So, how is the Atmos when it comes to classical music? It is very good and falls just short of the UNIverse. The initial trial with the solo harpsichord was very revealing. The Atmos doesn’t quite have the speed of the UNIverse and lacks the phenomenally extended highs. The Atmos didn’t convey the shimmering air around the strings as they were plucked. Without the extended highs the Atmos presented a slightly bass heavy, darker sound. The creaks and groans of the instrument as the pedals were pressed were more present with the Atmos. There was also that very slight sonic overhang at the end of each note. This small trailing tail prevents the full resolution of the gaps between the notes. There is more of a continuum of sound; a background ambience that holds the notes together. For highly energetic performances such as organ works this results in a less resolved and slightly muddy vibrato when compared to the UNIverse.
On most classical recordings we missed the extraordinary extended highs of the UNIverse when listening to the Atmos. To even the playing field I brought out re-released pressings of recordings made in the early fifties, The Kubelik Legacy on Mercury (MG 3-4500 & MG 3-4501). Not only are these great musical performances with the Chicago Symphony Orchestra, but the recorded sound is exceptional. Virtually the only thing missing are the extended highs. The weight, power, punch and drive of the Atmos breathed real vitality and presence into these performances. The Atmos picked up the bass line, drove the rhythm with great ease and provided an extremely satisfying listening experience.
So, for rock the power-punch of the Atmos delivers a highly enjoyable visceral experience. There is no need for most rockers to spend extra money for the UNIverse to get features which, in the end, may detract from their rock experience. For classical music the UNIverse is still the best ZYX cartridge, and one of the two best cartridges we have heard.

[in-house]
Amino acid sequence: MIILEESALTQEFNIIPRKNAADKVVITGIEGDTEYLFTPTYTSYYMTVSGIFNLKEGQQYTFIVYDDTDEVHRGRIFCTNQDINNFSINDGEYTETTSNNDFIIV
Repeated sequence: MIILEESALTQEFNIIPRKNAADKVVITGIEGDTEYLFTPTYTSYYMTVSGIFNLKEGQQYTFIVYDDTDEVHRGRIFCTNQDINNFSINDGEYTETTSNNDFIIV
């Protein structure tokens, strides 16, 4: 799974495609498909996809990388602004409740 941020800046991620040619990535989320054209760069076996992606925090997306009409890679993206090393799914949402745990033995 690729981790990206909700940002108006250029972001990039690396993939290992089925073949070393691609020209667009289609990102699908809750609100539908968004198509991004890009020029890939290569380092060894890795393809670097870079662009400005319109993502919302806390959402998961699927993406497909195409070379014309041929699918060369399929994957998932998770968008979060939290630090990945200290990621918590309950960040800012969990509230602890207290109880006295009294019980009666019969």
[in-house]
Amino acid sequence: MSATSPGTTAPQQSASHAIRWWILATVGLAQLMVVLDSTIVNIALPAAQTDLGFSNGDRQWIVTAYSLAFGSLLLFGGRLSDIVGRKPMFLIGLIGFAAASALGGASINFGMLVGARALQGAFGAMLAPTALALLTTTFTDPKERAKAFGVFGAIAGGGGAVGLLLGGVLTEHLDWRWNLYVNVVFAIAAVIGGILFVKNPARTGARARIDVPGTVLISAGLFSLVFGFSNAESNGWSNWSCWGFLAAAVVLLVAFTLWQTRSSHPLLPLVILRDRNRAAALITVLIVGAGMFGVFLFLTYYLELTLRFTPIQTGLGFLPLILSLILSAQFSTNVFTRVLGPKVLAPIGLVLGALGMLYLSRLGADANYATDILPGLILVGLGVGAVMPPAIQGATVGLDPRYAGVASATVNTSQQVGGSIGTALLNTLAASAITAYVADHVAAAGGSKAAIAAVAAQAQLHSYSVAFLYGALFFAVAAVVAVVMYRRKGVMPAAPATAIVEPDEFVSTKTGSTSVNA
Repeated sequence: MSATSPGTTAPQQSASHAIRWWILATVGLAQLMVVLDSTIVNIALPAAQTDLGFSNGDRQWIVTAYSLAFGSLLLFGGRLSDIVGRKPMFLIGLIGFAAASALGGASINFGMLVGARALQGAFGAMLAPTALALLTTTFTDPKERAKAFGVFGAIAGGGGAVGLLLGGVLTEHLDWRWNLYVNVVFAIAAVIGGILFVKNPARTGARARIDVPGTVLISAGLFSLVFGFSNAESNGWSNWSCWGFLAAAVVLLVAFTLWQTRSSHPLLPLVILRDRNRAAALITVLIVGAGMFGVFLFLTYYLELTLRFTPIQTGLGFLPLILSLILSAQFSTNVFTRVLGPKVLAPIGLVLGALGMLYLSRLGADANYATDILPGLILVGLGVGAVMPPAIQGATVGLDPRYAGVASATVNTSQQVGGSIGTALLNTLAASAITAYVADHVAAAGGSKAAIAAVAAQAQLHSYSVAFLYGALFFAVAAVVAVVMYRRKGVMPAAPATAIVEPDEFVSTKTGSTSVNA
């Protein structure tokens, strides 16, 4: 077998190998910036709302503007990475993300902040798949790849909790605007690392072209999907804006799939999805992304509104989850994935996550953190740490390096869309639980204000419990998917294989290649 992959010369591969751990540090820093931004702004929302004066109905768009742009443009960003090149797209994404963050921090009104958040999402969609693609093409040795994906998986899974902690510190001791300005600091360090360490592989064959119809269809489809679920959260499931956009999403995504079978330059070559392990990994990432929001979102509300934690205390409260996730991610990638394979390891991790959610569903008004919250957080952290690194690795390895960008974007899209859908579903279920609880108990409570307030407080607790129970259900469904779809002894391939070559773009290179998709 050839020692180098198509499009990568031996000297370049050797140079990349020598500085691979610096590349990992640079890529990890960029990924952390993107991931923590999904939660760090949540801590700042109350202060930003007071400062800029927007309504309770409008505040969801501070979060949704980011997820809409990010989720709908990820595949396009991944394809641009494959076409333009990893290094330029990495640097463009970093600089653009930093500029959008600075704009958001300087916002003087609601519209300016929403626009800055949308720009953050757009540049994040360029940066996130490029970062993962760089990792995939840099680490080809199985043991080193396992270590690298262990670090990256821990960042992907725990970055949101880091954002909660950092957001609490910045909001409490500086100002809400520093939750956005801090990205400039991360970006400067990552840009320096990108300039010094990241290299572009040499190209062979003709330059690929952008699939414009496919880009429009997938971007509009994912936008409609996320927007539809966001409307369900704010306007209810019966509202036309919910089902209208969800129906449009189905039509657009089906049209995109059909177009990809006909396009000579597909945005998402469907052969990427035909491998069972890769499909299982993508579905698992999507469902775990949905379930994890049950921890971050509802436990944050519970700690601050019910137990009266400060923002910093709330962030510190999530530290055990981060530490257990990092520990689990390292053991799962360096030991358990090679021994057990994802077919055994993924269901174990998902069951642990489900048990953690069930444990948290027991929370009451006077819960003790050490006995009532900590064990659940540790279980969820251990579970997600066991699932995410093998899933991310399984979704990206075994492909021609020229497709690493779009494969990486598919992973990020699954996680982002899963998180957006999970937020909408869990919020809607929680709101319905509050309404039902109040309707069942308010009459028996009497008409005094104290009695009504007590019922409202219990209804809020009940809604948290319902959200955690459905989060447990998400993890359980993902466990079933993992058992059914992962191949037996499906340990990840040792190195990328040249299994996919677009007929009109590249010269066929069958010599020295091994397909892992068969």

That was going to be the end of this review until both proof/goof readers asked the same question. What about jazz? Well, jazz listeners have an interesting choice between the UNIverse and the Atmos. For those who revel in the detail of wire brush strokes, vocal timbres and cymbal hits with natural, extended decays the UNIverse is the clear cut winner. For others who prefer a more relaxed, jazz-in-a-smoke-filled-club atmosphere, with the emphasis on the rhythm and drive from the double bass the Atmos will deliver the sound you enjoy.
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I heard pretty much exactly what Paul described. To put it simply, this baby KICKS, big time.
It would be great fun to A/B an Atmos with a Dynavector XV-1S or Transfiguration Orpheus. My guess is that the impact of the Atmos would impress the fans of those two excellent cartridges, while the tonal accuracy of all three would otherwise make them more alike than different.
My friend and fellow Audiogoner Mothra recently pointed out that at least some rock listeners prefer transparency to the source, phase coherency and a very low sound floor even at the cost of some impact and apparent cohesiveness. As a professional recording engineer he values the ability to hear everything on a record. For his priorities, which I share even when stompin’ to one of my 3 rock LP’s, the UNIverse is still the more satisfying cartridge. But I suspect this is a minority view among rockers. If they flock to the new ZYX instead they’ll be very satisfied.Associated gear Click to view my Virtual SystemSimilar products
Koetsu Jade Platinum
Koetsu Tiger Eye Platinum
ZYX Airy 2-X-SB (low output)
ZYX Airy 3-X-SB (low output)
ZYX UNIverse X-SB (low and hi output)
ZYX UNIverse S-SB (low output)
ZYX UNIverse G-SB (gold coils, low output)
My old ADC XLM MkII